... and that may or may not be a good thing, depending on the day or the issue.
The latest edition of Outside the Perimeter: Fragments delves into the question of whether the Delaware blogosphere is becoming more fragmented and less cohesive than before. kavips is difficult to excerpt, because s/he develops complex arguments that defy short quotations, so go read it for yourself.
Then come back and read on.
kavips stimulates me to two responses:
1) The blogosphere is a self-organizing network that is inherently non-linear and chaotic. Translation: a bunch of people with too much time on their hands, an inflated sense that the world needs to hear their opinions, and vastly different interests have a common medium for inflicting themselves of willing victims. I suspect that cohesion (such as the DE blogosphere experienced long-term over windpower and short-term over eminent domain) is the exception rather than the rule. Too much of the rest of the time our interests don't coalesce, because (thankfully) there's nobody directing the band. I tend to look at such occasional disappearance of fragmentation as a valuable rarity; I don't expect more.
2) I think we still over-value our own importance. If you take the five political blogs in Delaware with the highest daily traffic, I suspect (and I have some preliminary research to back up the suspicion) that you would find fewer than 1,000 absolutely unique visitors reading those blogs. Some of those visitors--maybe Mascitti or Selander--are in a position to take something they read to a broader audience; most aren't. Those thousand people (not all of whom will be from Delaware, by the way), are a wide spectrum in themselves, with widely different political and social views. Some read for entertainment, others love to stir the pot. The actual activists and doers among them are a small percentage.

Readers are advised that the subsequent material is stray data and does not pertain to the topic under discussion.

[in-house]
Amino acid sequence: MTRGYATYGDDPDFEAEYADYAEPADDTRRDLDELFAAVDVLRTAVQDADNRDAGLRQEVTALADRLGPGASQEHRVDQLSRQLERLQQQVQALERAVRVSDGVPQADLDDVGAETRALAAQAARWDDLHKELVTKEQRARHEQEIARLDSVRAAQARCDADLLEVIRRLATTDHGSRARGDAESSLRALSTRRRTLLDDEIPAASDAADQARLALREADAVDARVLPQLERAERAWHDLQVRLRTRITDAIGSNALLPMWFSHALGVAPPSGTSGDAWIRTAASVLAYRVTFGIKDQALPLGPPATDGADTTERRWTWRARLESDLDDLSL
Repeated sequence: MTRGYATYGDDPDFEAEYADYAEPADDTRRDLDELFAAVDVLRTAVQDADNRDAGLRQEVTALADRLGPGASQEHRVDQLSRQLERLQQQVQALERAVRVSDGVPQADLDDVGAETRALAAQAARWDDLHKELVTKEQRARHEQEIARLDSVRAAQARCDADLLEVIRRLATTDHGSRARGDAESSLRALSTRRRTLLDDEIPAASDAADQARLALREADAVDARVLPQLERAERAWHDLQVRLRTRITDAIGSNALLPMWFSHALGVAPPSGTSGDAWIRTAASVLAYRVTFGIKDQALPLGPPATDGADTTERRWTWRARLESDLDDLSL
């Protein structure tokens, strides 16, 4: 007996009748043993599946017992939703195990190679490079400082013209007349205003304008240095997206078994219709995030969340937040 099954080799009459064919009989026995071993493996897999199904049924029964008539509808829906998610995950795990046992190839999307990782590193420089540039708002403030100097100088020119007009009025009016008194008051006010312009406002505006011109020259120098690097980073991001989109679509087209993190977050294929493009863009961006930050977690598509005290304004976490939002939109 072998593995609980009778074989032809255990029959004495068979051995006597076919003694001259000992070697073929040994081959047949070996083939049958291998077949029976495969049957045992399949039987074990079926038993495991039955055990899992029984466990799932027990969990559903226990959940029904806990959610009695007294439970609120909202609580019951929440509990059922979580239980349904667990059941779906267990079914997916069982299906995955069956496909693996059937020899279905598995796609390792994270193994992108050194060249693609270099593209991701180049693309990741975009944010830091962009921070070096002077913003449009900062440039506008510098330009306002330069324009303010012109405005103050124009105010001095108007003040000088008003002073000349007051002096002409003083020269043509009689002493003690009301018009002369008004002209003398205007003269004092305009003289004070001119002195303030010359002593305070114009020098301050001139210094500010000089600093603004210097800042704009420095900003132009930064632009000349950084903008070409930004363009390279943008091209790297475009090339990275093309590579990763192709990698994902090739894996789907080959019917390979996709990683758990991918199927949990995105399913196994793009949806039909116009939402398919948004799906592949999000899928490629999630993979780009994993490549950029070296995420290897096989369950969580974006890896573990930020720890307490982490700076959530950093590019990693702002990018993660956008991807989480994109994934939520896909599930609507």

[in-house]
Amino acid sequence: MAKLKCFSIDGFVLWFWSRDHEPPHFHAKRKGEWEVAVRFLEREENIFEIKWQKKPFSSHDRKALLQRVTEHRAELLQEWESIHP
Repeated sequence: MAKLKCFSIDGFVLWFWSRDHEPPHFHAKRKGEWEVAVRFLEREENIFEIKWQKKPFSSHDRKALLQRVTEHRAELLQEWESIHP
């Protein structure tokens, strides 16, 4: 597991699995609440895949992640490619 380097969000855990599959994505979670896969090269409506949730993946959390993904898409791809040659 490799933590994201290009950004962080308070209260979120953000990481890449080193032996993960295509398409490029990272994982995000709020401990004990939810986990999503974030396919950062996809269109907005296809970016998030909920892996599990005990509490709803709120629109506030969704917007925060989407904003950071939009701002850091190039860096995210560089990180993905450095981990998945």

Until we find a way to increase blog readership in Delaware to a daily average of, say, 5-10,000 visitors, we will not see any form of consistency emerge. And that form of consistency will emerge as a market-driven product. Those blogs producing the kinds of material that people want to read will gain high readership. Without a band leader or (thank God) a fairness doctrine for blogs, it could not happen any other way.
How do we increase that readership? Tricky question. Pretty much only some form of advertising or marketing will do so (hence the proposed radio spots over at DL). Free media is going to be tough, because neither the Snooze Journal or the State Rag really wants to give a plug to its competition. Why read the Snooze when you already know what it will report about state politics two days earlier if you read the blogs?
And increasing readership will bring its own changes, not all of them comfortable to this small community, where everybody pretty much knows (and knows how to insult) everybody else, from sock-puppets to trolls. The very edgy feel that we all enjoy--including the inside jokes and the freedom from censorship of offensive humor--is probably going to disappear as success fills the pages with members of the Women's Temperance League.
It's a complicated question, for which I neither have an answer nor a good closing line for this post.